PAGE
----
March 15, 2020

A false balance is abomination to the Lord: but a just weight is his delight.

- Proverbs 11:1


An earnest Christian does not use a false balance.


In today's language, we call false balance fraud.


It is deceit of the worst kind because it requires the buyer or receiver to do their due diligence to establish the truth. Due diligence is a good thing, but not when it comes to deep deceit, and particularly from Christians. The trustworthiness in the transfer of goods or words must come from the giver. What is the state of a heart from where truth cannot flow?


To enter that domain of abomination, all we do is knowingly apply a small turn of the screw of truth. We have then left the highway of honour to skulk down the dark and seedy alley's of unrighteousness and dishonour, and for what?


One of our most important strategies as Christians is to identify in the Bible what the Lord is please with and what He isn’t, and what He considers to be an abomination: then choose God's way, regardless of the cost to us.


Why does He consider a false balance to be an abomination?


Because He is the epitome of truth and justice. A false balance doesn't enter God's thoughts. If it did, would we expect Heaven at the end of our road, or would this walk be an entire charade? When He brought the prophecies of Jesus coming in the flesh, were they false? Did He make the Bible up to lead us to drown, like the Pied Piper? All of God's words and dealing are truth. Ours should be likewise.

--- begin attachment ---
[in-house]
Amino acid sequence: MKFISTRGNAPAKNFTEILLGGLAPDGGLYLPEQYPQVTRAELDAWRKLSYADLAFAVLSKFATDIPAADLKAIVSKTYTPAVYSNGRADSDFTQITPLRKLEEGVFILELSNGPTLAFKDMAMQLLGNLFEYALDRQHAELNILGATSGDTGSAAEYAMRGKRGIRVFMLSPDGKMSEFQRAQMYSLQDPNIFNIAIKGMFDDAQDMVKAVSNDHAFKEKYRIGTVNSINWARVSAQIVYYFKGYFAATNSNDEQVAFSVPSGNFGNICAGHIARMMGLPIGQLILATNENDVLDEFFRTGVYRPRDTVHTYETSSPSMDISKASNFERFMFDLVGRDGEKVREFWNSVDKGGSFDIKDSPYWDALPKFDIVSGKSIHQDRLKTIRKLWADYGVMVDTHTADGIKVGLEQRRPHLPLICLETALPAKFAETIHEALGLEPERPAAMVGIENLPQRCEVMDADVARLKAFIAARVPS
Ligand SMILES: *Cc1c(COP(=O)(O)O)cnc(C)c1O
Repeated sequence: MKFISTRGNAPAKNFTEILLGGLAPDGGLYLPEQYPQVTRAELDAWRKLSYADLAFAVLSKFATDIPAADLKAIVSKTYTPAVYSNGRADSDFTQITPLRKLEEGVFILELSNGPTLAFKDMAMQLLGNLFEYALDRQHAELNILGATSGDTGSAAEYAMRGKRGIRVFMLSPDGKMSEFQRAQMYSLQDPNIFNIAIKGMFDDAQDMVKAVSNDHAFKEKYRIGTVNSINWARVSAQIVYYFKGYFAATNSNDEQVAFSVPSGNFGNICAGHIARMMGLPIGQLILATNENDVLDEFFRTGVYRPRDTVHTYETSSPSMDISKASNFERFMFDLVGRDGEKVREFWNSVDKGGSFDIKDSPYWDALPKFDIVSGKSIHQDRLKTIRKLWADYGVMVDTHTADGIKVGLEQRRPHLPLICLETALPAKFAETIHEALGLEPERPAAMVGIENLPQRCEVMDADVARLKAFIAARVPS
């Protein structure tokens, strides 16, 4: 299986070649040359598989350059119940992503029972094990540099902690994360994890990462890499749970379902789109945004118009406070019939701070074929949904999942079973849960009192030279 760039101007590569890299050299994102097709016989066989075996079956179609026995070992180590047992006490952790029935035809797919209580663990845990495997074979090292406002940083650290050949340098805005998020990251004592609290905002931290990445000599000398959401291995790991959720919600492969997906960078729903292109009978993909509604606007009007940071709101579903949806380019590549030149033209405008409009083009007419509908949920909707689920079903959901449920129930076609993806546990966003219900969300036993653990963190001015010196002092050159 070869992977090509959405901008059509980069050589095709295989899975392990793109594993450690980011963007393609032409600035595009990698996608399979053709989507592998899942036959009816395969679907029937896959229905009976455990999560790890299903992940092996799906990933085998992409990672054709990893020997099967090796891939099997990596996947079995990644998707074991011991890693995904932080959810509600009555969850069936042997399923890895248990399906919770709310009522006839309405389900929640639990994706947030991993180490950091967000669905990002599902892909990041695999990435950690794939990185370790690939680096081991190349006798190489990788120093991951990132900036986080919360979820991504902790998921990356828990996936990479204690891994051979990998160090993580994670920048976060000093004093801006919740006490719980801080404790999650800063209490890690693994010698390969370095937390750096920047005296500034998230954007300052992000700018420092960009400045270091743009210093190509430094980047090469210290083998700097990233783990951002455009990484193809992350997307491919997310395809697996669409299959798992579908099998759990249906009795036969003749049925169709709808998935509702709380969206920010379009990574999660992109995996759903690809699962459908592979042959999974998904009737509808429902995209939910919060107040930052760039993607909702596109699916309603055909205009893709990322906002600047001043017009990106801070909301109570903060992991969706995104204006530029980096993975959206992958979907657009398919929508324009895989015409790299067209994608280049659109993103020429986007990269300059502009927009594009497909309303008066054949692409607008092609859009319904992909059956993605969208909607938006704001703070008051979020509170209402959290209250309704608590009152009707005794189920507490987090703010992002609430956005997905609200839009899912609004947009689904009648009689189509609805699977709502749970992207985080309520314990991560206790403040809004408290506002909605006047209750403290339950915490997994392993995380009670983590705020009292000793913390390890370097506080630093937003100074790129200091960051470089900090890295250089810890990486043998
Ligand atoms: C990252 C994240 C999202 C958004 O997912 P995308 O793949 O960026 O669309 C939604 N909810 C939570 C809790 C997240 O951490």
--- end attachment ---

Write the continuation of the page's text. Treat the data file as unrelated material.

I have a Christian friend who, many years ago, bought a used car from a dealer. After a while, it clearly wasn't the car it was made out to be. Still, having now bought it, he kept it for quite a while and got things rectified that couldn't be done on warranty. After a few years it was time to replace it, so he began getting the other things right for the roadworthy. He also had an acute sense of honesty and, for his conscious sake, ensured nothing was hidden from the buyer. Often happen when people including Christians sell cars. Upon the sale, he had a clear conscious that the car was not only roadworthy but a 'good' car. He left nothing deceitful that the buyer would find out later.


The question we all ask is this: Did it cost him extra?


Yes, he told me it cost him a great deal, but he also knew he was representing God in that deal. He knew, that, in the same way he was dealing with the buyer, so God would deal with him. Matthew 7:2 states, "and with what measure ye mete, it shall be measured to you again." We see that God will make sure the same scales a shifty dealer uses on an unwary buyer will also be used on him. So there is no overall net benefit!


Sadly, the facts of some Christian dealings can be located under the title of false balance. As Matthew Henry says, they make light of such frauds. Using a false balance is an accursed manner of prospering. Omitting to inform the buyer of a problem you know are there, is a false balance. Turning a blind eye to the deficiencies of your products is a false balance. God is pleased with all followers who deal a straight hand. Sometimes we don't make the money we thought we would, but we have a greater reward in Heaven for doing what is right in God's eyes.


Today's prayer: Dear Lord, thank you for dealing with me with a straight hand. Thank you that I can take you at your Word. I have tried to use an even balance when dealing with people. Please help me to get better at this, knowing you are using the same method of weighing my words and dealing and will ensure I get ripped off the same way I am ripping off others.




























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